[1973. Review of Faith Seeks Understanding by Arthur F. Holmes, Westminster Theological Journal, 36(1), 117–119.]
Arthur F. Holmes: Faith Seeks Understanding. Grand Rapids: William B. Eerdmans, 1971, 175 pp. $2.95.
Faith Seeks Understanding is a effort in syncretism to outline a Christian philosophy, or at least to suggest elements from widely different systems that Christians can use. As would be expected, the extremes of Behaviorism and Logical Positivism are rejected; but insights or bright ideas from nearly everything else are utilized as much as possible. The discussion on the whole is interesting. Professor Holmes is a fine Christian gentleman of pleasing personality. From his point of view it is unfortunate that the reviewer does not care for unsystematic, disjointed syncretism.
The book assumes “that the reader has some acquaintance with the views discussed here;” and hence one expects a more technical and accurate defense of a position than could be given in an elementary, superficial account, for such a reader will be a more severe judge of its argumentation.
Because of the syncretism nearly everyone will agree with something. Empiricists will no doubt agree with various appeals to experience. Presuppositionalists will also agree with other principles enunciated: e.g. “Metaphysics is perspectival. Exploration begins with a perspective . . .” (p. 46) ; and “There is no direct line of argument from the facts of science and history to the truth of any one metaphysic or world view. For example, while assertions about an empty tomb are open to empirical investigation, the assertion that ‘God raised him for our justification’ is not” (p. 55).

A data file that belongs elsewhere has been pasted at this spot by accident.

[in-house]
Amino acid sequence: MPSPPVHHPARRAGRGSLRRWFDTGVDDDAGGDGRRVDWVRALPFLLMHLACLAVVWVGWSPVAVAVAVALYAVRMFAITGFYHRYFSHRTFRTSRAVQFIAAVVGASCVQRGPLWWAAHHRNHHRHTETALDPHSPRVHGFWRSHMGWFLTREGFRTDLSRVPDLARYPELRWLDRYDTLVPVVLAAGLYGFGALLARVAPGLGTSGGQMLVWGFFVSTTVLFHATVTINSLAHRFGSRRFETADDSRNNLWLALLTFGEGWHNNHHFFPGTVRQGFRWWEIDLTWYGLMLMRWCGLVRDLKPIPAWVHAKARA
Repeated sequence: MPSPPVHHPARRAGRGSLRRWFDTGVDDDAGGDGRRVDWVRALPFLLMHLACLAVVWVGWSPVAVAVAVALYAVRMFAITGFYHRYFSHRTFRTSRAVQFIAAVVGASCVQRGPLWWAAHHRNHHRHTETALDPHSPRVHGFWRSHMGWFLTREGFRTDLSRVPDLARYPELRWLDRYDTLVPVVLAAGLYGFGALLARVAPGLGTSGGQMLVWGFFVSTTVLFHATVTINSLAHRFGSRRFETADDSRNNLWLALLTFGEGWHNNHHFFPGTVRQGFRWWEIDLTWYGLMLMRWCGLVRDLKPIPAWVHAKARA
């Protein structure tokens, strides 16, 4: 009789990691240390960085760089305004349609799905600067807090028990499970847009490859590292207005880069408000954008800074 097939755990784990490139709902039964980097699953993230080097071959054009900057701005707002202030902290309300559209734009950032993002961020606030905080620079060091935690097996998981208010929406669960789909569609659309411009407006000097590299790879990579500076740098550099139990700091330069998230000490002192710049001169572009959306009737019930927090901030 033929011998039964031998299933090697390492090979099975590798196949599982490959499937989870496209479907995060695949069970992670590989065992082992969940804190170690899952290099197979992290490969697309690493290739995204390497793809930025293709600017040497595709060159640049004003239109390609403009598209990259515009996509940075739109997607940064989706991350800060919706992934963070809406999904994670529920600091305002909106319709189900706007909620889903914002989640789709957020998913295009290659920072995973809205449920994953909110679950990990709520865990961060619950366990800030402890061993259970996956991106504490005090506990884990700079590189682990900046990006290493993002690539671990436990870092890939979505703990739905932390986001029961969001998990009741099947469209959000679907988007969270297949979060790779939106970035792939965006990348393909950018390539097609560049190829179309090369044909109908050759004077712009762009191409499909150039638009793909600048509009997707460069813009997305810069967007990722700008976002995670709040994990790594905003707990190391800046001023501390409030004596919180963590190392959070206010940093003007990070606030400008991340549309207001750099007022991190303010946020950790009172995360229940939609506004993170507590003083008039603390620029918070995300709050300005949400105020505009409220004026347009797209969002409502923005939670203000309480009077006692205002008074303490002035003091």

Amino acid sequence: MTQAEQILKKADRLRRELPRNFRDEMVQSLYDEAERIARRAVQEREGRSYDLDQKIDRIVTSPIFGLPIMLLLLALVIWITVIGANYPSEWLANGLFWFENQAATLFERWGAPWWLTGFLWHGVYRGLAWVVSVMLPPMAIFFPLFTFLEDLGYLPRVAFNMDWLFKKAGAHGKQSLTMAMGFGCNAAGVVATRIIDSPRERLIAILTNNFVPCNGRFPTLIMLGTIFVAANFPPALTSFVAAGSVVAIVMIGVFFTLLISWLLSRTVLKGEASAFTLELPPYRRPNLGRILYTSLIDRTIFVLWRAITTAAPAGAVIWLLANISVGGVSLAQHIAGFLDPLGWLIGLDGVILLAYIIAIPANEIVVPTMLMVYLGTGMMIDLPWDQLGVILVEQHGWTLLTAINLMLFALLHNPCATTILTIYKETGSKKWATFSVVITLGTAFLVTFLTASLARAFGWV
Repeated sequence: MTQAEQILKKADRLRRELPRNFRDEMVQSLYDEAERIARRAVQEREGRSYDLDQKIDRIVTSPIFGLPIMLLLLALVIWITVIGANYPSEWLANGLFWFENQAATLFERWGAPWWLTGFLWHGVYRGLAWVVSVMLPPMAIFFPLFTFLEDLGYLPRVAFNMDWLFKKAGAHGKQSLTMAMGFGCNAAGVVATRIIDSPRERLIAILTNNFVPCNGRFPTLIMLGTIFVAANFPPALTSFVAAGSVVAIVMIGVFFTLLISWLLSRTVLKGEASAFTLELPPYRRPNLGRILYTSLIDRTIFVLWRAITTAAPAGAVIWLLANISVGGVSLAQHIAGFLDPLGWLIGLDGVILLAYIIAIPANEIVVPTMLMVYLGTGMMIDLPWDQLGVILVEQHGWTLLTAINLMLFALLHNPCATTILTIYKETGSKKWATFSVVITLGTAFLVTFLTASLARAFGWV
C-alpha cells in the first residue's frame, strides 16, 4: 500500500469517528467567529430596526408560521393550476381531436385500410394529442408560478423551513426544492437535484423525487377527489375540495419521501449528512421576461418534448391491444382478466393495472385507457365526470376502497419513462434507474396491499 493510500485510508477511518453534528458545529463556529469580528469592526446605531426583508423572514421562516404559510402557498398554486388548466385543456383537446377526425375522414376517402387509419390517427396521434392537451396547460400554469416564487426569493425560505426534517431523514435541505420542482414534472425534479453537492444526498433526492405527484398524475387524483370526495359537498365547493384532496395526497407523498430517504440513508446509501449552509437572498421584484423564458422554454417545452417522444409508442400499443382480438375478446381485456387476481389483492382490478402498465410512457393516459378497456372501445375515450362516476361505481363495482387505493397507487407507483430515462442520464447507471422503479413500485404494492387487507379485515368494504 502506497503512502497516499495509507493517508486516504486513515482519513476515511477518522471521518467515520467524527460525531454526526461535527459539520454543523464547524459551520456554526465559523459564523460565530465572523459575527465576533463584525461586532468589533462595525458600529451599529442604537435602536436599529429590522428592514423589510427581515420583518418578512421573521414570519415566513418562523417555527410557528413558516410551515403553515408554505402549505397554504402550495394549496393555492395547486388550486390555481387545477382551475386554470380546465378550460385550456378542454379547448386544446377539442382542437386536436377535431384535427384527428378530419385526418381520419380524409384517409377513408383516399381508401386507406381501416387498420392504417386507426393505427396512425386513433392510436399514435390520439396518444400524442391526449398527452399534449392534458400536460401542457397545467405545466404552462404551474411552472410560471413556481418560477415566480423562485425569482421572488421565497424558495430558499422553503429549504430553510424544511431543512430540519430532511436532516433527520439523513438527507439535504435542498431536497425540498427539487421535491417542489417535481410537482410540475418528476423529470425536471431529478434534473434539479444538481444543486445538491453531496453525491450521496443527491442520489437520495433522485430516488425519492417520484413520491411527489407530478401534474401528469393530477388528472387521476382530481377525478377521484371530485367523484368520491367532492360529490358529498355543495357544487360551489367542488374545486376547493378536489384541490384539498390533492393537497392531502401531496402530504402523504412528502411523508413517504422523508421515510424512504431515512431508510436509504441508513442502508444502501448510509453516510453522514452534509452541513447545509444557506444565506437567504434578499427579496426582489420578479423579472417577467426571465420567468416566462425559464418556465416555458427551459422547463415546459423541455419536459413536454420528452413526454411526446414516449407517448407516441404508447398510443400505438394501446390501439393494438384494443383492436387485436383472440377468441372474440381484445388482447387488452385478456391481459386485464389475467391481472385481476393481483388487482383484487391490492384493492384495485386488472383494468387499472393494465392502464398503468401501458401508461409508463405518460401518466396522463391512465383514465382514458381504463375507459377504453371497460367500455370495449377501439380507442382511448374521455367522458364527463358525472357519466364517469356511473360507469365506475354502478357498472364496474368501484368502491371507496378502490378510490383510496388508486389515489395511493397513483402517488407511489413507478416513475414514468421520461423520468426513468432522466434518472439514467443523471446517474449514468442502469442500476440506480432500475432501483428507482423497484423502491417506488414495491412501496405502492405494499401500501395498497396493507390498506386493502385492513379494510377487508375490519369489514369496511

Unfortunately the argumentation of which these quotations form a part, and the way they are put together for Christian use, leave many questions untouched. In the pages on science and religion, for example, the author asserts that there are “facts” of science. But since the literature on the philosophy of science uses the term “fact” in at least five different senses, some of which make the existence of a fact impossible, and since the author gives no explanation of what he means by “fact,” the reader cannot follow the argument. This lack of intelligibility becomes acute when, later (e.g., p. 148), the author tries to say something constructive.
Then, too, when the author wishes to refute a position, he seems to think he has accomplished his aim when he adduces the case of someone who has rejected it. For example, operationalism in physics is discarded simply because “its critics insist that not all scientific concepts can be operationally defined” (p. 18). This sort of fallacious argument is useless.